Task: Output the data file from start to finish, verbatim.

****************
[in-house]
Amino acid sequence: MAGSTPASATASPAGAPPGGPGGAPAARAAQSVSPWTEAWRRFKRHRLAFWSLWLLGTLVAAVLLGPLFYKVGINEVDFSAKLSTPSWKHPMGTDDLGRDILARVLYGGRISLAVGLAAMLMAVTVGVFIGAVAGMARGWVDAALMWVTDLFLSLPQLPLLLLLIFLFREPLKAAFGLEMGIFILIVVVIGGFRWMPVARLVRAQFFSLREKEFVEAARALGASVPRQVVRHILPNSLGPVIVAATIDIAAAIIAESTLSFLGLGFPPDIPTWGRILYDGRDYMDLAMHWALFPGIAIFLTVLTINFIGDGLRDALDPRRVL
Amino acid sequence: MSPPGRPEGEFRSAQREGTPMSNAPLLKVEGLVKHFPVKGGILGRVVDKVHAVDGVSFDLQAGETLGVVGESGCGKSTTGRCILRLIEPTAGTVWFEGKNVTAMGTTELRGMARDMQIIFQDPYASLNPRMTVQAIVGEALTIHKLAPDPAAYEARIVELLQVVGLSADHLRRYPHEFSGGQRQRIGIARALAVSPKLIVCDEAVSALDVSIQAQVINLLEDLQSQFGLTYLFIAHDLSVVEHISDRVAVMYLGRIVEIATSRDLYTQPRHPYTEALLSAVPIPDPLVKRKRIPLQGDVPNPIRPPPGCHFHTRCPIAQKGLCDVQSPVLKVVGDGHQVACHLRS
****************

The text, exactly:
[in-house]
Amino acid sequence: MAGSTPASATASPAGAPPGGPGGAPAARAAQSVSPWTEAWRRFKRHRLAFWSLWLLGTLVAAVLLGPLFYKVGINEVDFSAKLSTPSWKHPMGTDDLGRDILARVLYGGRISLAVGLAAMLMAVTVGVFIGAVAGMARGWVDAALMWVTDLFLSLPQLPLLLLLIFLFREPLKAAFGLEMGIFILIVVVIGGFRWMPVARLVRAQFFSLREKEFVEAARALGASVPRQVVRHILPNSLGPVIVAATIDIAAAIIAESTLSFLGLGFPPDIPTWGRILYDGRDYMDLAMHWALFPGIAIFLTVLTINFIGDGLRDALDPRRVL
Amino acid sequence: MSPPGRPEGEFRSAQREGTPMSNAPLLKVEGLVKHFPVKGGILGRVVDKVHAVDGVSFDLQAGETLGVVGESGCGKSTTGRCILRLIEPTAGTVWFEGKNVTAMGTTELRGMARDMQIIFQDPYASLNPRMTVQAIVGEALTIHKLAPDPAAYEARIVELLQVVGLSADHLRRYPHEFSGGQRQRIGIARALAVSPKLIVCDEAVSALDVSIQAQVINLLEDLQSQFGLTYLFIAHDLSVVEHISDRVAVMYLGRIVEIATSRDLYTQPRHPYTEALLSAVPIPDPLVKRKRIPLQGDVPNPIRPPPGCHFHTRCPIAQKGLCDVQSPVLKVVGDGHQVACHLRS